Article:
Yemen defense minister's convoy hit by blast

August 30, 2011 - 3:15 PM
Mideast Yemen Eid al-Fitr

Protestors shout slogans after Eid al-Fitr prayers on the first day of the Muslim holiday of Eid al-Fitr, during a demonstration demanding the resignation of Yemen's President Ali Abdullah Saleh, in Sanaa, Yemen, Tuesday, Aug. 30, 2011. Eid al-Fitr is a Muslim holiday that marks the end of Ramadan.(AP Photo/Hani Mohammed)

SANAA, Yemen (AP) — A military convoy escorting Yemen's defense minister on Tuesday set off an explosive device that killed two soldiers, an official said, in a brazen attack on security forces fighting al-Qaida-linked militants.

The minister, Mohammed Nasser Ahmed, was not injured.

Tuesday's attack took place in the area of Wadi Dufas in the southern province of Abyan, where al-Qaida-linked militants have been establishing a strong power base in recent months.

The security official said it was not immediately known who planted the explosive or when. He declined to characterize it as an assassination attempt on the minister.

The official, who spoke on condition of anonymity because he was not authorized to speak to reporters, said Ahmed was in Abyan visiting troops on the first day of the three-day Muslim Eid al-Fitr holiday.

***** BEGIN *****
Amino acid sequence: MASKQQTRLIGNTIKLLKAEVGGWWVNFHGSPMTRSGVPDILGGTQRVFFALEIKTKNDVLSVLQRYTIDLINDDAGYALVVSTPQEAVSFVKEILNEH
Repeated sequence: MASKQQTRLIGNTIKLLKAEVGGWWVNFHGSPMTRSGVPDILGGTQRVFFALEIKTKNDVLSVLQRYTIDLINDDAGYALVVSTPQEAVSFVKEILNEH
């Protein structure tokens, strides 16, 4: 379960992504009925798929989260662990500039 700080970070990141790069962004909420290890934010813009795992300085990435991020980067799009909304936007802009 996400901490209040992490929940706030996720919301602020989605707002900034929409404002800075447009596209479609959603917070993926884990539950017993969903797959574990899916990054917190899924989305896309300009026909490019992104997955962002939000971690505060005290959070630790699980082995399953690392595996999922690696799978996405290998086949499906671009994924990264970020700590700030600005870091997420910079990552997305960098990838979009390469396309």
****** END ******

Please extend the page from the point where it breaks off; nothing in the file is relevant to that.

Security forces have been battling al-Qaida-linked fighters in Abyan for months. The militants have been taking advantage of political turmoil in Yemen around large demonstrations demanding the resignation of longtime President Ali Abdullah Saleh.

In June, Saleh was wounded in a bomb attack on his palace and departed for Saudi Arabia for treatment. He is still there, but he insists he will return home, defying international demands that he step down.

Near daily anti-Saleh protests and growing political disarray have created a security vacuum in southern Yemen, where al-Qaida-linked militants are battling the military for control.

The West views al-Qaida's branch in Yemen as one of the group's most violent and dangerous.

The defense minister is a longtime ally of Saleh and has openly pledged the military's support to him, though the army's powerful 1st Armored Division is backing the protesters.

The swift takeover of Abyan's capital city of Zinjibar by al-Qaida-linked militants in June sent tens of thousands of residents fleeing for safety elsewhere.

Also Tuesday, a Yemeni medical official said six suspected al-Qaida militants were killed in clashes in Wadi Dufas. The official spoke on condition of anonymity because he was not authorized to brief reporters.

An official statement by Yemen's Interior Ministry said 300 militants have been killed since May.

Abyan Governor Saleh al-Azari said that the Yemeni army has dealt a heavy blow to the al-Qaida-linked militants in the province over the past few days.

The army has also suffered losses. At least nine soldiers and an army colonel have been killed since Sunday in battles near Wadi Dufas, according to security officials.